SAGE: Utah’s new end-of-year test

This year marks the transition away from the longstanding Criterion Reference Tests (CRTs) to a new rigorous exam presented in a technologically advanced fashion.

The Student Assessment of Growth and Excellence (SAGE) is an online adaptive test that was custom-built to measure students’ understanding of Utah’s Core Standards in English language arts, mathematics, and science.

Unlike previous standardized tests full of multiple-choice questions, SAGE requires students to apply their knowledge through writing, graphing, and conducting science experiments on the computer.

Here are some important things to know before testing begins:

  • Students from 3rd grade through 12th grade will take SAGE tests.
  • As stated previously, SAGE replaces the CRTs.
  • Parents and guardians can view/access training tests by visiting


Parents and students may sign in by identifying themselves as “GUEST” and selecting the subject and grade level they wish to preview.


NOTE: The questions in the preview test are samples and will not be included in the actual test.

For assistance logging in or using the training tests, call the Student Assessment Department at (385) 646-4559, or email Rob Averett ( or Karen Tohinaka (

For more information about SAGE policies and practices, please visit Granite School District’s SAGE blog.



  1. Christi Howard says

    I am against Utah’s adoption of the Common Core. I am strongly opposed to the computer adaptive testing and having these tests stored and archived and that anyone can have access to information, personal or scholastic, without my knowledge or permission. I am currently looking into how to opt out of the tests and I will not allow my students to participate in these tests. I am very concerned with this legislation and how the Federal Government is intruding on our local control of education. This cannot be allowed.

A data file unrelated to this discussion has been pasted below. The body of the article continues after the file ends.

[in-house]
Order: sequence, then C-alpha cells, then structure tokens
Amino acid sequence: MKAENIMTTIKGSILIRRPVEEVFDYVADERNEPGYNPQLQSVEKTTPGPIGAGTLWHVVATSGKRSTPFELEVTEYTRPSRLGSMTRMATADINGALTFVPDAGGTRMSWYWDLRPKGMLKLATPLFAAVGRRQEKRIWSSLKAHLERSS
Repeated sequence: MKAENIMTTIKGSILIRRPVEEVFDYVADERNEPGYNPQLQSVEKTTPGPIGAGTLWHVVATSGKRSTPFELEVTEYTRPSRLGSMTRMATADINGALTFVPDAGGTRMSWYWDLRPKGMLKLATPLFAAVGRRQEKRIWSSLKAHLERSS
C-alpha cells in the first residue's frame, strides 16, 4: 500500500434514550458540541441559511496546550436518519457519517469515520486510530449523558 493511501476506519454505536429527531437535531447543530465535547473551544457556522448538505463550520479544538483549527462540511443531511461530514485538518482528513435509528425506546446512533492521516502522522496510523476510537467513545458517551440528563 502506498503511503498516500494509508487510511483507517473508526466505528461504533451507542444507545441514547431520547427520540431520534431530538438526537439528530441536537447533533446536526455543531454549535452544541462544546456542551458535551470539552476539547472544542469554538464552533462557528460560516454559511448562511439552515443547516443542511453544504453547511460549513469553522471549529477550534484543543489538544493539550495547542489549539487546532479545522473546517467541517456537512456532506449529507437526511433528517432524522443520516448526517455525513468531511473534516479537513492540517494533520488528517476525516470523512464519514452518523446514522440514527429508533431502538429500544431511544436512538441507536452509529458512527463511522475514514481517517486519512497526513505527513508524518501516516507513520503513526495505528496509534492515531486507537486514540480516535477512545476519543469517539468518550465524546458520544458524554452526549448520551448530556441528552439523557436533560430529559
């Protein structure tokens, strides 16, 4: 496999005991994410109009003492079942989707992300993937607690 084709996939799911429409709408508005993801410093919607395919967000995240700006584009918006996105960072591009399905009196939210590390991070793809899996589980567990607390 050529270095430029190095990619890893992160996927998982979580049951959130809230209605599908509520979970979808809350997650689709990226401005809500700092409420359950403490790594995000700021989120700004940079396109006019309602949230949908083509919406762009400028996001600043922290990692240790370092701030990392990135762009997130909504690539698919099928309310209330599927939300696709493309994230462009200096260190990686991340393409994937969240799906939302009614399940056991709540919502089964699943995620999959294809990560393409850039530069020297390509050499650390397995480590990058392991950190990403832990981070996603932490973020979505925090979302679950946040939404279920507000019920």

• Granite Schools says

      You appear to be responding to misinformation. No one has access to your child’s personal or academic information outside of the district and state. Information sent to the federal government does not include personal information, but aggregate information. This would be a violation of FERPA/federal law. Additionally, only district and state officials have access to SAGE information.

  2. Tina Rasmussen says

    While this is new & different, it is also exciting. We’ve got to get into the 21st Century…It’s time to get away from the “#2 pencil and filling in the bubbles” days.

  3. Hollie Layton says

    This kind of testing is only going to make it harder on the teachers and students. Dont be shocked when the results backfire and blow up in all of the district or state wide educational directors faces.

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